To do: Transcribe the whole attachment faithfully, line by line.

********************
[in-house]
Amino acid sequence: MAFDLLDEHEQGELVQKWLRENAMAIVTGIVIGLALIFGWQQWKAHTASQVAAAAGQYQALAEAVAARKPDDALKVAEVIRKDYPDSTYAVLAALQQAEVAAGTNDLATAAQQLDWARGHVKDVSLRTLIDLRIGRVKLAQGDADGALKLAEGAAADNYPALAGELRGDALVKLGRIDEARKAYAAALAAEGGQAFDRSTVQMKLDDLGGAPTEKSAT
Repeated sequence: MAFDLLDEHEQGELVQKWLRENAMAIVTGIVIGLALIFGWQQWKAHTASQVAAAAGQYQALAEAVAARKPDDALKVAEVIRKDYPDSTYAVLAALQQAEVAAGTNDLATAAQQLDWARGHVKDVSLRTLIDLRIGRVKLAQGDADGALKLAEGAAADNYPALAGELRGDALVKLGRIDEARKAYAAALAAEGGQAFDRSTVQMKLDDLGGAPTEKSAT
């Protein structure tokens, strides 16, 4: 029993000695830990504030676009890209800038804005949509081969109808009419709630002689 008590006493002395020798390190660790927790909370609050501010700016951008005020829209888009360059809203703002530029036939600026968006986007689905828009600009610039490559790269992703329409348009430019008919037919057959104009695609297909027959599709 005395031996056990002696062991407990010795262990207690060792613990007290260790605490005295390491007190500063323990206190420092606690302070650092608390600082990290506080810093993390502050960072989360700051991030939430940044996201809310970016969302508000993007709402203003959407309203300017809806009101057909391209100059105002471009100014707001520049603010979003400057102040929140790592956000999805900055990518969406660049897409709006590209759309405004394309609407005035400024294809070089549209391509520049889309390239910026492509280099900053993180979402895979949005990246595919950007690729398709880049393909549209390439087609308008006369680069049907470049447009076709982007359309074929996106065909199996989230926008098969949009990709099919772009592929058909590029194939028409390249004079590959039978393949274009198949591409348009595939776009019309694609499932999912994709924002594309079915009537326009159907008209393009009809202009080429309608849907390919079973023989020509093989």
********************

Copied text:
[in-house]
Amino acid sequence: MAFDLLDEHEQGELVQKWLRENAMAIVTGIVIGLALIFGWQQWKAHTASQVAAAAGQYQALAEAVAARKPDDALKVAEVIRKDYPDSTYAVLAALQQAEVAAGTNDLATAAQQLDWARGHVKDVSLRTLIDLRIGRVKLAQGDADGALKLAEGAAADNYPALAGELRGDALVKLGRIDEARKAYAAALAAEGGQAFDRSTVQMKLDDLGGAPTEKSAT
Repeated sequence: MAFDLLDEHEQGELVQKWLRENAMAIVTGIVIGLALIFGWQQWKAHTASQVAAAAGQYQALAEAVAARKPDDALKVAEVIRKDYPDSTYAVLAALQQAEVAAGTNDLATAAQQLDWARGHVKDVSLRTLIDLRIGRVKLAQGDADGALKLAEGAAADNYPALAGELRGDALVKLGRIDEARKAYAAALAAEGGQAFDRSTVQMKLDDLGGAPTEKSAT
């Protein structure tokens, strides 16, 4: 029993000695830990504030676009890209800038804005949509081969109808009419709630002689 008590006493002395020798390190660790927790909370609050501010700016951008005020829209888009360059809203703002530029036939600026968006986007689905828009600009610039490559790269992703329409348009430019008919037919057959104009695609297909027959599709 005395031996056990002696062991407990010795262990207690060792613990007290260790605490005295390491007190500063323990206190420092606690302070650092608390600082990290506080810093993390502050960072989360700051991030939430940044996201809310970016969302508000993007709402203003959407309203300017809806009101057909391209100059105002471009100014707001520049603010979003400057102040929140790592956000999805900055990518969406660049897409709006590209759309405004394309609407005035400024294809070089549209391509520049889309390239910026492509280099900053993180979402895979949005990246595919950007690729398709880049393909549209390439087609308008006369680069049907470049447009076709982007359309074929996106065909199996989230926008098969949009990709099919772009592929058909590029194939028409390249004079590959039978393949274009198949591409348009595939776009019309694609499932999912994709924002594309079915009537326009159907008209393009009809202009080429309608849907390919079973023989020509093989």